NRA Calls for 'Armed Security' Around Schools
"The only thing that stops a bad guy with a gun is a good guy with a gun," the NRA's Wayne LaPierre said.
In an amazing Friday morning press conference, the National Rifle Association broke its weeklong silence following the horrific shooting of 26 people at a school in Newtown, CT and called for a surge of gun-carrying "good guys" around American schools.
NRA Executive Vice President Wayne LaPierre called for a new kind of American domestic security revolving around armed civilians, arguing that "the only thing that stops a bad guy with a gun is a good guy with a gun."
"We care about our president, so we protect him with armed Secret Service agents," LaPierre said. "Members of Congress work in offices surrounded by Capitol Police officers. Yet, when it comes to our most beloved, innocent, and vulnerable members of the American family, our children, we as a society leave them every day utterly defenseless, and the monsters and the predators of the world know it, and exploit it."
LaPierre's speech was a call to supporters to mobilize around a new vision of American domestic security, at a time when voices for gun control are steadily rising. On Friday morning before the press conference, President Obama released a video (above) citing a petition by hundreds of Americans calling for swift action.
At the grassroots level, groups like Newtown United, a group of Newtown neighbors, are working to address major issues related to the tragedy, including gun control, violent media, mental health and legislation.
In stark contrast, LaPierre called for a great mobilization of gun-carrying "good guys," a term he used repeatedly but did not define, who could be more present and respond more quickly than police.
"If we truly cherish our kids, more than our money, more than our celebrities, more than our sports stadiums, we must give them the greatest level of protection possible," LaPierre said. "And that security is only available with properly trained, armed 'good guys'."
LaPierre, who was interrupted twice by protesters who held signs in front of TV cameras, made a direct call for local action.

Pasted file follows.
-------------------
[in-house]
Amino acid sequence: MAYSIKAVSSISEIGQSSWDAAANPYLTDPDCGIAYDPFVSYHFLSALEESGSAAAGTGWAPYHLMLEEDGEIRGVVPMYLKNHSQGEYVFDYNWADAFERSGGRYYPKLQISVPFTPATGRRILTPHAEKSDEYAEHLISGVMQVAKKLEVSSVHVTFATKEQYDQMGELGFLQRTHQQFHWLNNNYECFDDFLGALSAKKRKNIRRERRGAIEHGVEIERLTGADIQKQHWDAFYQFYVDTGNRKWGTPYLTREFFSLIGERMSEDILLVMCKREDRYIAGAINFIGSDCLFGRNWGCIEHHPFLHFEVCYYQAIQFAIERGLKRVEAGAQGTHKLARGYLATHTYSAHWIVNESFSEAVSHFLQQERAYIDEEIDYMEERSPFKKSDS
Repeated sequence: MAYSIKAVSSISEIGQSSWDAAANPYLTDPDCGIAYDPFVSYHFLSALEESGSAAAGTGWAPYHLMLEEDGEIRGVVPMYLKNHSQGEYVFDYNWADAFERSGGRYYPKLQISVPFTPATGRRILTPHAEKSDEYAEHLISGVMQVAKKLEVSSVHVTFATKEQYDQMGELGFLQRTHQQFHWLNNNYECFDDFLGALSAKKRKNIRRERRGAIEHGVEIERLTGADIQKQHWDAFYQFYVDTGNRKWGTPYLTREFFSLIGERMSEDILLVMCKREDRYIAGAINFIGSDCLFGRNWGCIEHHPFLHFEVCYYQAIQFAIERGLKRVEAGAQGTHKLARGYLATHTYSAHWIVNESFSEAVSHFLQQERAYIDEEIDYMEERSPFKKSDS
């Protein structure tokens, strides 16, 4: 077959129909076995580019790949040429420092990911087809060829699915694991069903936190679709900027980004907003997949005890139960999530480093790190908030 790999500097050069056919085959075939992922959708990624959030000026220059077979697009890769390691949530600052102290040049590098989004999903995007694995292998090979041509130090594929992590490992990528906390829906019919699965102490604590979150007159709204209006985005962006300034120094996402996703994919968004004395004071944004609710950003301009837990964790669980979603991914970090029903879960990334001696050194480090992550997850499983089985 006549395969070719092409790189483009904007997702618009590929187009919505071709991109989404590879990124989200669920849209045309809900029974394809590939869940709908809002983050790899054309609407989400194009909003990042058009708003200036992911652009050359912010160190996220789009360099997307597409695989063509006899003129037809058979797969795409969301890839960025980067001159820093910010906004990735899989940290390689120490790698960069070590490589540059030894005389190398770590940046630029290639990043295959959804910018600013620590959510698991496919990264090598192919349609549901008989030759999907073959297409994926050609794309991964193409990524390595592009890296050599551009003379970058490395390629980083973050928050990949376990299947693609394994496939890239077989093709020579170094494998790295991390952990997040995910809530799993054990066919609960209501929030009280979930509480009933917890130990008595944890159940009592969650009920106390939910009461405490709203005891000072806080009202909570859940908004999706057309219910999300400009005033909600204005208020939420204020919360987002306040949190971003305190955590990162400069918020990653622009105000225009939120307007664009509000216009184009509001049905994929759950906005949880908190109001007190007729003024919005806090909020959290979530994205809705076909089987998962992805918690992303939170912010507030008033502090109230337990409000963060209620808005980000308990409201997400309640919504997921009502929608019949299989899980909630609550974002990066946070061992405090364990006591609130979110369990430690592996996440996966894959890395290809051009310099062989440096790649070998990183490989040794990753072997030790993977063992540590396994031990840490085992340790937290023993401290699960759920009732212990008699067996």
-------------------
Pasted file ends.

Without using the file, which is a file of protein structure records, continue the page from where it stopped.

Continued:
"I call on every parent. I call on every teacher. I call on every school administrator, every law enforcement officer in this country, to join with us and help create a national schools shield safety program to protect our children with the only positive line of defense that’s tested and proven to work," he said.
In his speech, LaPierre also accused the media of selling "violence against its own people" through violent video games, music videos and "blood-soaked" films. He did not take questions from reporters, and did not acknowledge the protesters.
Mayor Thomas Menino released a statement Friday eviscerating the NRA's message:
“There is an outpouring of voices demanding real change to make our communities safer. Clearly the NRA’s leadership is not one of them. What they announced today is not a plan, but a ploy to bring more guns into our neighborhoods. I don’t believe the answer to gun violence is more guns. The American people are tired of the same buzzwords and rhetoric that have moved this debate nowhere and put lives at risk. It’s time for a common sense national gun policy. It’s time to take action on background checks, assault weapons, high capacity magazines, missing mental health records and closing private sales loopholes. There is so much work to do; we don’t have time for rehashed and tired ideas. The American people and the families of the 34 people killed every day by gun violence demand nothing less.”